Across the United States, nursing homes and long-term care facilities provide compassionate healthcare for millions of individuals. These facilities have a duty to provide competent care and living accommodations for residents. Unfortunately, neglect and abuse in nursing homes are common, with an estimated 1 to 2 million people suffering abuse at the hands of the caregivers. While nursing home insurance is designed to protect facilities, staff, and residents from a broad range of risks, it is imperative that facility managers understand the most common causes of a malpractice claim against the facility and/or its staff. Here is what you need to know about nursing home malpractice claims.
Nursing Home Abuse and Neglect: Alarming Statistics
Abuse or neglect in nursing homes is on the rise. According to the Nursing Home Abuse Center, between 1 and 2 million U.S. adults aged 65 or over have experienced some form of abuse committed by a caregiver entrusted with their wellbeing. These incidents often go unreported to authorities; it is estimated that less than 10% of physical/mental elder abuse cases are reported, while fewer than 5% of claims of financial exploitation are reported to regulatory authorities. Abuse claims may vary, and include:
- Physical or mental abuse
- Improper or lack of supervision
- Financial crimes, including property theft, financial exploitation, or forgeries
- Sexual assault
- Improper or substandard medical treatment and care
With more elderly citizens relying on caregivers in nursing homes and long-term care facilities, these statistics regarding abuse or neglect have raised alarms among regulatory agencies. Work is ongoing to create a legislature that protects seniors from abuse, and nursing homes are implementing their own practices to reduce instances of abuse.
Malpractice Claims in Nursing Homes
As shown above, claims of abuse or neglect in nursing homes can take many forms. Each of these negatively impacts the lives and safety of seniors who depend on care facilities. In some cases, these claims can lead to malpractice litigation against nursing homes and their caregivers.
The primary action regarding malpractice claims in nursing homes is centered on violation of “standard of care”. Each state has its own regulations establishing the standard of care in long-term care facilities, and these typically include provisions for the preservation of rights, rights to accurate medical treatment, and environmental safety and cleanliness. If a nursing home fails in its duty to provide a reasonable standard of care for residents, it may be subject to lawsuits, not to mention regulatory fines and penalties. Nursing home insurance typically provides some form of general and/or professional liability protection against legal claims, but nursing home owners and managers should not rely on this as a sole source of coverage.
Related to violations of established standards of care are medical malpractice claims. Nursing home abuse that falls under medical malpractice may include:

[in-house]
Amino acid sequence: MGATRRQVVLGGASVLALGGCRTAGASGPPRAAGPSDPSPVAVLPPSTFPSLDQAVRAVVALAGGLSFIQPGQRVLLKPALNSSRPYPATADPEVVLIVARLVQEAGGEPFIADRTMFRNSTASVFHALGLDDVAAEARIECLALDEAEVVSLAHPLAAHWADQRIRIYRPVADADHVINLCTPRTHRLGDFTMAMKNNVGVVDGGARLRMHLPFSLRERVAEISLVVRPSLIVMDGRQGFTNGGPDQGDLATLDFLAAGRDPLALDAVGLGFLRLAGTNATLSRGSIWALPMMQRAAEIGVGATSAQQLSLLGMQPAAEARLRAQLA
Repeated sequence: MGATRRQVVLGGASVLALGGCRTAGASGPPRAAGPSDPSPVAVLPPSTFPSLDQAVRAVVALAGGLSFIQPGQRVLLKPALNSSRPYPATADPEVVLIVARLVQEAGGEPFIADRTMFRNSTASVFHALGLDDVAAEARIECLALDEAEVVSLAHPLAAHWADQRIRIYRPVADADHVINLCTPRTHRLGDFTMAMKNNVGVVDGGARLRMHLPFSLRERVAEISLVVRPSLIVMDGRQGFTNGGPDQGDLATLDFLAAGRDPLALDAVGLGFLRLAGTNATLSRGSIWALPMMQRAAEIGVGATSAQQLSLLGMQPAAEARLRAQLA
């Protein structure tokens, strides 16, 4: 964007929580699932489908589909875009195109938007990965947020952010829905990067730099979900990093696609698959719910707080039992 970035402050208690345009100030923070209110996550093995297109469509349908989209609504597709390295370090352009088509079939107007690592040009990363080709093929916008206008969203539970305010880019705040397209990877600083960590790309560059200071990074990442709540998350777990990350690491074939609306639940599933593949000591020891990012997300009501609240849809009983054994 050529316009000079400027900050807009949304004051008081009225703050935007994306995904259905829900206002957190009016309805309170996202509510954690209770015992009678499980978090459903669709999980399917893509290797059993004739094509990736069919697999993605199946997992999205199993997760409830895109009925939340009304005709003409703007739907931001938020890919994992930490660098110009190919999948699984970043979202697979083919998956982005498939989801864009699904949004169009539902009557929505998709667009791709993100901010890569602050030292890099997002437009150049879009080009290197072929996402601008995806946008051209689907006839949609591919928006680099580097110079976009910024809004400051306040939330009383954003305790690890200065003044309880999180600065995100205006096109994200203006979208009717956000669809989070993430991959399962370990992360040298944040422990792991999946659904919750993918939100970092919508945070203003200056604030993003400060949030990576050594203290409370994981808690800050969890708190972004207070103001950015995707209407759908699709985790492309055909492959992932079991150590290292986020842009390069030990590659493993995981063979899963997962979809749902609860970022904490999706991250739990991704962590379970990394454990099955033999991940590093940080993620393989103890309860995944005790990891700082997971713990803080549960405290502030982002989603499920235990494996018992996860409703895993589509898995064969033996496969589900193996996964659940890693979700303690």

- Prescription drug errors
- Improperly-trained caregiving staff
- Unclean conditions that may lead to infection
- Improper use of medical restraints
- Failure to seek help from medical professionals if a resident’s health worsens
- Dehydration or malnutrition
It is important to remember that nursing home abuse or neglect can lead to serious consequences, including worsening health conditions or avoidable resident deaths. Healthcare facility managers need to take the steps necessary to reduce or eliminate the chances of a malpractice claim – protecting resident lives, staff members, and facility business assets.
Managing Risks in the Nursing Home Environment
The role of nursing home insurance cannot be overstated when it comes to offering risk management protection for healthcare facilities. This insurance alone is not the only resource available to nursing homes, however; facility owners and managers must implement numerous other strategies to protect residents from abuse or neglect.
Strategies to reduce abuse and neglect claims include:
- Carefully vetting staff members during the hiring process. This can include detailed criminal background checks and speaking to prior employers.
- Routine and recurring staff training. Training can include responding to emerging health threats, the use of specialized medical equipment, and identifying signs and symptoms of abuse in residents.
- Eliminating hazards in and around the facility, including contamination hazards as well as physical slip-and-fall injury sources (slippery flooring, wires and tubing in walking areas, insufficient lighting).
- Adherence to regulatory guidelines and standards. This is an important aspect of risk management in terms of managing expenses; regulatory fines and penalties can harm the business prospects of a nursing home facility and may lead to the shuttering of facilities in violation of standards.
With nursing home insurance and with an eye toward delivering competent, compassionate, and accurate medical care, nursing homes can continue to provide these services for America’s elderly citizens.
About Caitlin Morgan
Caitlin Morgan specializes in insuring assisted living facilities and nursing homes and can assist you in providing insurance and risk management services for this niche market. Give us a call to learn more about our programs at 877.226.1027.